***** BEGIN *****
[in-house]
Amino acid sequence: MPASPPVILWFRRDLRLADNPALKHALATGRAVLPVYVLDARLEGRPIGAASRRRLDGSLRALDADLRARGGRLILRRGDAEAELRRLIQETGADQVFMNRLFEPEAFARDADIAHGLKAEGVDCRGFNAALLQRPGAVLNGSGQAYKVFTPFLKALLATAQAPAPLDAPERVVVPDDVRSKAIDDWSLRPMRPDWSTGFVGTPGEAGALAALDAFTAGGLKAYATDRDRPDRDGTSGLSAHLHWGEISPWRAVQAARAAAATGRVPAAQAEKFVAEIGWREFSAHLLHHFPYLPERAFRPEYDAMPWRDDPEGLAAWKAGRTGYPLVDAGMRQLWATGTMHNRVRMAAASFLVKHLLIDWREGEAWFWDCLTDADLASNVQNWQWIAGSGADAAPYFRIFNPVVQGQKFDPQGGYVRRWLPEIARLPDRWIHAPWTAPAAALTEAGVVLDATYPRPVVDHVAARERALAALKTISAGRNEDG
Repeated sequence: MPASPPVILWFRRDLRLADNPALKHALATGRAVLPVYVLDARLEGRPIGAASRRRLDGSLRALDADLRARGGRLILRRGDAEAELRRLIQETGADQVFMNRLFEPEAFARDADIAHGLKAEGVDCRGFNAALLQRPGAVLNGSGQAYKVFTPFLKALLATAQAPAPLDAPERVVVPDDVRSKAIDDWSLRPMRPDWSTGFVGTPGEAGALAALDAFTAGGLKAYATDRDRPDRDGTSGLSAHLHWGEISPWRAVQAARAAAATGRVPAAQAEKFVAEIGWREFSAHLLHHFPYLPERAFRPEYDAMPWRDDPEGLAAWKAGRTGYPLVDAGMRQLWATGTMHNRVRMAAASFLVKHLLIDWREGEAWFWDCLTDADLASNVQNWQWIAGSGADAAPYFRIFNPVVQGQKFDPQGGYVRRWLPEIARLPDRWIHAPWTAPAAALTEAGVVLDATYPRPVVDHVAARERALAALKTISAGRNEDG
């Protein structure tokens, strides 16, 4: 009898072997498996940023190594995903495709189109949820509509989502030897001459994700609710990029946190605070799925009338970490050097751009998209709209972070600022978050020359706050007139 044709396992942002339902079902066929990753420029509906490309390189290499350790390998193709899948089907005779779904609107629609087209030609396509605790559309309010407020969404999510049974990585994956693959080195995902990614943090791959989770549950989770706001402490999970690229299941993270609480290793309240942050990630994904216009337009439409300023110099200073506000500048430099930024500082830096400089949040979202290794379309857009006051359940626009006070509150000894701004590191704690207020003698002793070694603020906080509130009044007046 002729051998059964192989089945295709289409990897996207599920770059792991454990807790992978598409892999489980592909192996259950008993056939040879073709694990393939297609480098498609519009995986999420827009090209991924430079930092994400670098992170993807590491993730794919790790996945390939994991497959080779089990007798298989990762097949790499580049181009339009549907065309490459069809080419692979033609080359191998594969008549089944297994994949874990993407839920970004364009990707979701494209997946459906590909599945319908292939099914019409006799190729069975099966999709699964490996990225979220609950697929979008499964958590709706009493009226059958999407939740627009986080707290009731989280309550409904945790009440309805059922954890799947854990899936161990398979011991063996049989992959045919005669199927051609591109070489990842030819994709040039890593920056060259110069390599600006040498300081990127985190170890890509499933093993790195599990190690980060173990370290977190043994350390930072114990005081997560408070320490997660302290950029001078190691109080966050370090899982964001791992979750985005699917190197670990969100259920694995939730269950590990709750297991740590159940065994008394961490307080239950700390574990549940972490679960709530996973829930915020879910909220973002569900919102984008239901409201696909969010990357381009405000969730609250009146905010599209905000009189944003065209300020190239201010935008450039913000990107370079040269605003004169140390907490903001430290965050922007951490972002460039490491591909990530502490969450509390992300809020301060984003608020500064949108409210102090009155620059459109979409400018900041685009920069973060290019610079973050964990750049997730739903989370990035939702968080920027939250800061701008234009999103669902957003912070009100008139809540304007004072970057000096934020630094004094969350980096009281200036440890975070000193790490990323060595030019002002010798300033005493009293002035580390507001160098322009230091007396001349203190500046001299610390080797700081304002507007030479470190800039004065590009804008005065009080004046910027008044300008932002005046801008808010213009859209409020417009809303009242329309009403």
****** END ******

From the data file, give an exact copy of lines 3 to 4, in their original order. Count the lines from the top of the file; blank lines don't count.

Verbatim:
Repeated sequence: MPASPPVILWFRRDLRLADNPALKHALATGRAVLPVYVLDARLEGRPIGAASRRRLDGSLRALDADLRARGGRLILRRGDAEAELRRLIQETGADQVFMNRLFEPEAFARDADIAHGLKAEGVDCRGFNAALLQRPGAVLNGSGQAYKVFTPFLKALLATAQAPAPLDAPERVVVPDDVRSKAIDDWSLRPMRPDWSTGFVGTPGEAGALAALDAFTAGGLKAYATDRDRPDRDGTSGLSAHLHWGEISPWRAVQAARAAAATGRVPAAQAEKFVAEIGWREFSAHLLHHFPYLPERAFRPEYDAMPWRDDPEGLAAWKAGRTGYPLVDAGMRQLWATGTMHNRVRMAAASFLVKHLLIDWREGEAWFWDCLTDADLASNVQNWQWIAGSGADAAPYFRIFNPVVQGQKFDPQGGYVRRWLPEIARLPDRWIHAPWTAPAAALTEAGVVLDATYPRPVVDHVAARERALAALKTISAGRNEDG
């Protein structure tokens, strides 16, 4: 009898072997498996940023190594995903495709189109949820509509989502030897001459994700609710990029946190605070799925009338970490050097751009998209709209972070600022978050020359706050007139 044709396992942002339902079902066929990753420029509906490309390189290499350790390998193709899948089907005779779904609107629609087209030609396509605790559309309010407020969404999510049974990585994956693959080195995902990614943090791959989770549950989770706001402490999970690229299941993270609480290793309240942050990630994904216009337009439409300023110099200073506000500048430099930024500082830096400089949040979202290794379309857009006051359940626009006070509150000894701004590191704690207020003698002793070694603020906080509130009044007046 002729051998059964192989089945295709289409990897996207599920770059792991454990807790992978598409892999489980592909192996259950008993056939040879073709694990393939297609480098498609519009995986999420827009090209991924430079930092994400670098992170993807590491993730794919790790996945390939994991497959080779089990007798298989990762097949790499580049181009339009549907065309490459069809080419692979033609080359191998594969008549089944297994994949874990993407839920970004364009990707979701494209997946459906590909599945319908292939099914019409006799190729069975099966999709699964490996990225979220609950697929979008499964958590709706009493009226059958999407939740627009986080707290009731989280309550409904945790009440309805059922954890799947854990899936161990398979011991063996049989992959045919005669199927051609591109070489990842030819994709040039890593920056060259110069390599600006040498300081990127985190170890890509499933093993790195599990190690980060173990370290977190043994350390930072114990005081997560408070320490997660302290950029001078190691109080966050370090899982964001791992979750985005699917190197670990969100259920694995939730269950590990709750297991740590159940065994008394961490307080239950700390574990549940972490679960709530996973829930915020879910909220973002569900919102984008239901409201696909969010990357381009405000969730609250009146905010599209905000009189944003065209300020190239201010935008450039913000990107370079040269605003004169140390907490903001430290965050922007951490972002460039490491591909990530502490969450509390992300809020301060984003608020500064949108409210102090009155620059459109979409400018900041685009920069973060290019610079973050964990750049997730739903989370990035939702968080920027939250800061701008234009999103669902957003912070009100008139809540304007004072970057000096934020630094004094969350980096009281200036440890975070000193790490990323060595030019002002010798300033005493009293002035580390507001160098322009230091007396001349203190500046001299610390080797700081304002507007030479470190800039004065590009804008005065009080004046910027008044300008932002005046801008808010213009859209409020417009809303009242329309009403």